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A Chain Letter Links Extended Family

Three generations of Pletchers have stayed abreast of each others' lives since 1916.

September 07, 2003|Russ Bynum | Associated Press Writer

SAVANNAH, Ga. — The fat manila envelope arrives in Doug Pletcher's mailbox every year, stuffed with letters and photographs from uncles and cousins from some 24 branches of his family tree scattered from Florida to California.

Pletcher, of Riverside, Ill., reads through the pile, removes his old letter and writes a new one to bring his relatives up to speed on his marketing work, his two grown children and his softball league.

Then he mails the whole package to the next person in the chain -- a tradition three generations of Pletchers have maintained for 87 years.

"It is a kick to get it," Pletcher says. "Lots of the letters aren't all that riveting -- how the garden's growing and all that. But it's very warm and nice. We're all over the country, and you don't see them very often."

Last month, members of the Pletcher clan got together for a reunion in Savannah, where family members toured the city's oak-shaded squares and took in a minor league baseball game. Some in the youngest generation met for the first time.

The jaunt was Doug Pletcher's prize for winning a $25,000 reunion trip, sponsored by hot dog maker Hebrew National, by writing an essay about his family's long-lived chain letter.

The tradition started in 1916 when Erno Pletcher, his four brothers and three sisters began leaving the family dairy farm in Goshen, Ind., to attend college and start families of their own. The siblings sent letters home to their parents, who bundled them for mailing to each of their grown children in turn.

"They were a close-knit family and they wanted to keep in touch, so they started this letter that had a regular pattern," said 83-year-old Jim Pletcher, of Green Valley, Ariz., one of Erno Pletcher's sons and Doug Pletcher's uncle. "As the families grew, that meant the offspring started to get into the act."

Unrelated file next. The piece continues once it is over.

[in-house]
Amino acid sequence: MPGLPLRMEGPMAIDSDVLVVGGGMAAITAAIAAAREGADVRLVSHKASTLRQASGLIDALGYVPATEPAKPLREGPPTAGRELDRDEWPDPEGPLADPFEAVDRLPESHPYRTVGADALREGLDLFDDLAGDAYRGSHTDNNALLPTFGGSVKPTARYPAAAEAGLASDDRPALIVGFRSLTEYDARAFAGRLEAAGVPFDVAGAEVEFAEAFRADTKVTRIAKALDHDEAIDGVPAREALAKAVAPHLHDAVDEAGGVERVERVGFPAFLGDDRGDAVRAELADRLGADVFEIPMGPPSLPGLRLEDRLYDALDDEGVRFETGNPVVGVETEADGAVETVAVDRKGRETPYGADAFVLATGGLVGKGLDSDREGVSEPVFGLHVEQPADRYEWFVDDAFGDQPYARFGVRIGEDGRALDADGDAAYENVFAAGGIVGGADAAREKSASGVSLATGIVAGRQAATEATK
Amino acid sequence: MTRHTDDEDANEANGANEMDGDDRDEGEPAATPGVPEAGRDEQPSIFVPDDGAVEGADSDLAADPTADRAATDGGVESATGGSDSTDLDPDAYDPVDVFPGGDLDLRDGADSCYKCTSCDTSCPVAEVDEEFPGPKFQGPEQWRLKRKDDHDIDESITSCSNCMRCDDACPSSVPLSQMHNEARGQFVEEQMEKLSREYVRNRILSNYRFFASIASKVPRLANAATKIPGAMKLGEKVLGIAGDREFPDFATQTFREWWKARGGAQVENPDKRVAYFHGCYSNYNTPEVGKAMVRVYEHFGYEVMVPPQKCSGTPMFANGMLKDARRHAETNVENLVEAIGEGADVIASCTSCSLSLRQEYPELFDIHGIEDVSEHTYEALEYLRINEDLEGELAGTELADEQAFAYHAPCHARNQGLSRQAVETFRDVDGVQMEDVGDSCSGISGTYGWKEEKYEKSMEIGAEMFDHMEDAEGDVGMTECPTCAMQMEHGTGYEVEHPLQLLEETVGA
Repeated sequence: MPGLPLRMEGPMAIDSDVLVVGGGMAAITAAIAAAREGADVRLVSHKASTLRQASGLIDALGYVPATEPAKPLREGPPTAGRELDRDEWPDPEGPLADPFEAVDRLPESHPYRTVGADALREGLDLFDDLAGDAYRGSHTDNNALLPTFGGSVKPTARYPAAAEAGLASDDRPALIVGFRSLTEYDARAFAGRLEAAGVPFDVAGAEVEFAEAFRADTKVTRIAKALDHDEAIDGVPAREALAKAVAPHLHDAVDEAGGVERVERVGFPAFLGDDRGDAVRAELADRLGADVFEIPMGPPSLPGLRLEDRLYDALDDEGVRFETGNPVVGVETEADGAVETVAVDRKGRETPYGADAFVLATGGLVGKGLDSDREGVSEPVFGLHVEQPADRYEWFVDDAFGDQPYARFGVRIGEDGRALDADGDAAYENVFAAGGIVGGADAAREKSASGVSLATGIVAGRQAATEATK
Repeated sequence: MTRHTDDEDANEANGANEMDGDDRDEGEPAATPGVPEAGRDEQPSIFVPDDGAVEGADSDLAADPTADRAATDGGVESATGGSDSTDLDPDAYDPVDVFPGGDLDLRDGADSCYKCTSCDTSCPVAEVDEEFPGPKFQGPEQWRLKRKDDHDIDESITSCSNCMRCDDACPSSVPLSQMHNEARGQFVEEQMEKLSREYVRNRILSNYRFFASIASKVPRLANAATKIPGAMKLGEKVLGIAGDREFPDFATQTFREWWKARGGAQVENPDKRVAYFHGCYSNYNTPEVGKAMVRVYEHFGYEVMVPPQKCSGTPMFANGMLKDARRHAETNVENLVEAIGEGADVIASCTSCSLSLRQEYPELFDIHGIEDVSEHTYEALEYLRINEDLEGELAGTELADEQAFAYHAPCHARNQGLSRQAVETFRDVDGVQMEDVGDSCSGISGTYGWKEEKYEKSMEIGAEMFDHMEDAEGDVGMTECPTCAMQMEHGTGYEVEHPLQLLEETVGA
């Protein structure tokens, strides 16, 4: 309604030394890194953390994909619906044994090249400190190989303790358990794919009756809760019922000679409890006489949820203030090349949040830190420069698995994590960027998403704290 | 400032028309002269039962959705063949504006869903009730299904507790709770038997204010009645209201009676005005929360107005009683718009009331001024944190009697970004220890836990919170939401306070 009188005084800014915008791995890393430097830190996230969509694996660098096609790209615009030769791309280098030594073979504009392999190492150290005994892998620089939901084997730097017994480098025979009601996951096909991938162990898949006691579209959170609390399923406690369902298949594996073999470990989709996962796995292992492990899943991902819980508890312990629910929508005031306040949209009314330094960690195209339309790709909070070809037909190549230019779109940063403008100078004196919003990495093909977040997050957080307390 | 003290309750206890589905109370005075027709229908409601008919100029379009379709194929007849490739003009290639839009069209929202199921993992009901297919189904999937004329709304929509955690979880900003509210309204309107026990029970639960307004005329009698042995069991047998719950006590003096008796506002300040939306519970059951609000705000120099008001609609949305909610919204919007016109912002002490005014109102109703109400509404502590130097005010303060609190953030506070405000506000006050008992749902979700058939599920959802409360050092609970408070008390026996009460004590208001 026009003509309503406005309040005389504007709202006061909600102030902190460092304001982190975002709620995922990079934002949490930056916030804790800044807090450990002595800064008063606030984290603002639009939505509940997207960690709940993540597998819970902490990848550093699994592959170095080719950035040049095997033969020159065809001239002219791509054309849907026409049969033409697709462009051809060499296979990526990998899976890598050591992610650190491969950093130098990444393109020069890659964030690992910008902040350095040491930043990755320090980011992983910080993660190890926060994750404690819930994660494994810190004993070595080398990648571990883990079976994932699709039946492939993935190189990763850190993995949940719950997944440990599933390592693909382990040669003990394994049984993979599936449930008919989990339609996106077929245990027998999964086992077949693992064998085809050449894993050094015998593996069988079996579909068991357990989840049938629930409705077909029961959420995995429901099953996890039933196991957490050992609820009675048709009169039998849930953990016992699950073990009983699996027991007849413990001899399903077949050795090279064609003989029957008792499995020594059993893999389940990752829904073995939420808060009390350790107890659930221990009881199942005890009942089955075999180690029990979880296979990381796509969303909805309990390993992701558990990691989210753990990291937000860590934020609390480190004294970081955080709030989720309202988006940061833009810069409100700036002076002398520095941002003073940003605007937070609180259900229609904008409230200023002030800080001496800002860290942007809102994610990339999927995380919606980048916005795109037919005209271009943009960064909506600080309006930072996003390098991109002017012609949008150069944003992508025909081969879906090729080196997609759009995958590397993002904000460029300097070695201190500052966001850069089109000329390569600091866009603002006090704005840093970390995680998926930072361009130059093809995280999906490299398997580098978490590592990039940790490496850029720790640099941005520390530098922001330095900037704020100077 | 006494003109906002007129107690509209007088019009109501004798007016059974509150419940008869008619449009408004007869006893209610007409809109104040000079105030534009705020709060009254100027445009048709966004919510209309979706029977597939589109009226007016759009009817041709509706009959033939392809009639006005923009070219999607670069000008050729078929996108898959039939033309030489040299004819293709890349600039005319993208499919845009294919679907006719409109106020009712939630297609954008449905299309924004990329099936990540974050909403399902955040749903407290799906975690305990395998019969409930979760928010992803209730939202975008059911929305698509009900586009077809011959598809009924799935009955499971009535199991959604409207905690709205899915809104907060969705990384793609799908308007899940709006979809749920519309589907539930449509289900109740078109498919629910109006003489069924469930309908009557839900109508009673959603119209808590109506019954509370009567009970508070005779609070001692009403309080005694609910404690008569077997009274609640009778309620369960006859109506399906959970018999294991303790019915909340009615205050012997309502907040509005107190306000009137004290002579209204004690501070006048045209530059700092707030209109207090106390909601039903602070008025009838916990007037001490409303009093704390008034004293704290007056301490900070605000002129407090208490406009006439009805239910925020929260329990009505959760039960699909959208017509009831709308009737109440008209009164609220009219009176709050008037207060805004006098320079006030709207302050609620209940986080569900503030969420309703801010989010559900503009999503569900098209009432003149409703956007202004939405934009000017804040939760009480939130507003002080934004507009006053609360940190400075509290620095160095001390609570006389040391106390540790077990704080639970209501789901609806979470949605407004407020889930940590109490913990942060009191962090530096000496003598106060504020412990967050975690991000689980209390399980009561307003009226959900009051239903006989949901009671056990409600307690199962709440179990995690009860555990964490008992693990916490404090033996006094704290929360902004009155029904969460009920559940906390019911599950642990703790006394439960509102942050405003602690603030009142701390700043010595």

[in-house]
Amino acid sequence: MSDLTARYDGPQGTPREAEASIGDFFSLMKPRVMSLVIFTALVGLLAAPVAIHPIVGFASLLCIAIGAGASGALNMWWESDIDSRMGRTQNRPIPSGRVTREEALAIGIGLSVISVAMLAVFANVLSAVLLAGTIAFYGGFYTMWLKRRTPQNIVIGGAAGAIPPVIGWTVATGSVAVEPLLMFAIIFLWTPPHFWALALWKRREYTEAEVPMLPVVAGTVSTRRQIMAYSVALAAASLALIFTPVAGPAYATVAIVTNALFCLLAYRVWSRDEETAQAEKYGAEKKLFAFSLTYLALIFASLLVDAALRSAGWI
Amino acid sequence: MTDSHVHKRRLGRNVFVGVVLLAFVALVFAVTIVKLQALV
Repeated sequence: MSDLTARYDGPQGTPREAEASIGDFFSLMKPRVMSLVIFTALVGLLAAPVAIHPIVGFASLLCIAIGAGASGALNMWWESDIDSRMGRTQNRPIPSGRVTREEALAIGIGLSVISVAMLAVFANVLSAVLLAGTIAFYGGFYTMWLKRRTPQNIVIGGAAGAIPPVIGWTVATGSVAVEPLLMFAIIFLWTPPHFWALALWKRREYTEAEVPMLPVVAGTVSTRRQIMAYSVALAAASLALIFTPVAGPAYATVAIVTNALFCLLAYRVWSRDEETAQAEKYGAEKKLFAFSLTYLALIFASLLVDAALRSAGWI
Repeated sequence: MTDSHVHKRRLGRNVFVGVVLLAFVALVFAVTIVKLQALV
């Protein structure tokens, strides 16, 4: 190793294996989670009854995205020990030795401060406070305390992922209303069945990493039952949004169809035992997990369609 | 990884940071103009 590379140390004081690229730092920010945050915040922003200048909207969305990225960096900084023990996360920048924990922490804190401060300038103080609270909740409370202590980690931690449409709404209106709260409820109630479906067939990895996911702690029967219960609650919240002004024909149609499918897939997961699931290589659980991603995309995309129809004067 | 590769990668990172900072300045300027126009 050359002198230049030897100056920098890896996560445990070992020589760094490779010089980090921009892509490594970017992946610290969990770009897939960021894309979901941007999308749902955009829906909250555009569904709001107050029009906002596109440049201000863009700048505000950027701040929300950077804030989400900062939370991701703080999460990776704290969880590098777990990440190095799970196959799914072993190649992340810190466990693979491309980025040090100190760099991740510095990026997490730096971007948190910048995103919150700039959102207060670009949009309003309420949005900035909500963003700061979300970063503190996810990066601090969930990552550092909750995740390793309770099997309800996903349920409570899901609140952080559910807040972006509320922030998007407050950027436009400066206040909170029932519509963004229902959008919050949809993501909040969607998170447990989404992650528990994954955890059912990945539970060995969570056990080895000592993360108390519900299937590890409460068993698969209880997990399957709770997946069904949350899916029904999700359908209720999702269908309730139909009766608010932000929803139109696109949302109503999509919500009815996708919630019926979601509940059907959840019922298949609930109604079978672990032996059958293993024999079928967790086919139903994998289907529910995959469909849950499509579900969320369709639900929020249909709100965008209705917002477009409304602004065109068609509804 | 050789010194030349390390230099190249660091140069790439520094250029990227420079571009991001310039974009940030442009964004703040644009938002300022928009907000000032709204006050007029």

The original eight siblings have all died. The last, sister Opha Pickett, wrote letters for the chain until 1988, when she died at age 100.

For their children, picking up the correspondence habit came easily. The letters were a constant in their lives, said Jim Pletcher, who recalled the bundles arriving as early as 1925, when he was 5.

His cousin, David Pletcher, of Bloomington, Ind., also remembers his parents discussing the letters at an early age.

"My mother said she knew the contents of the closets of all her sisters-in-law because that's all they had to write about -- cleaning the house and all the family doings," he said.

But as the family grew the letters began to form a larger chronicle of the Pletchers' family history through most of the 20th century -- births, graduations and deaths as well as travels, careers and household pets.

Unfortunately, nobody kept the early letters, said David Pletcher, a retired history professor.

"We should have saved them, of course, if we had any historical idea of the value of a family history," he said. "You would have to sift through a great deal of material to winnow out all the interesting parts. But it would be something a social historian would take great pleasure in."

Doug Pletcher entered the contest earlier this year after seeing a newspaper advertisement.

He said the prize money covered travel, lodging and other expenses for 22 people. His two children, ages 22 and 23, were able to meet his uncles Jim Pletcher and Richard Pletcher and their families.

Although none of the family lives in Georgia, he picked Savannah because his daughter became enchanted with the city's Victorian homes and oak-shaded squares while visiting one St. Patrick's Day.

The last family reunion was in 1997, Doug Pletcher said.

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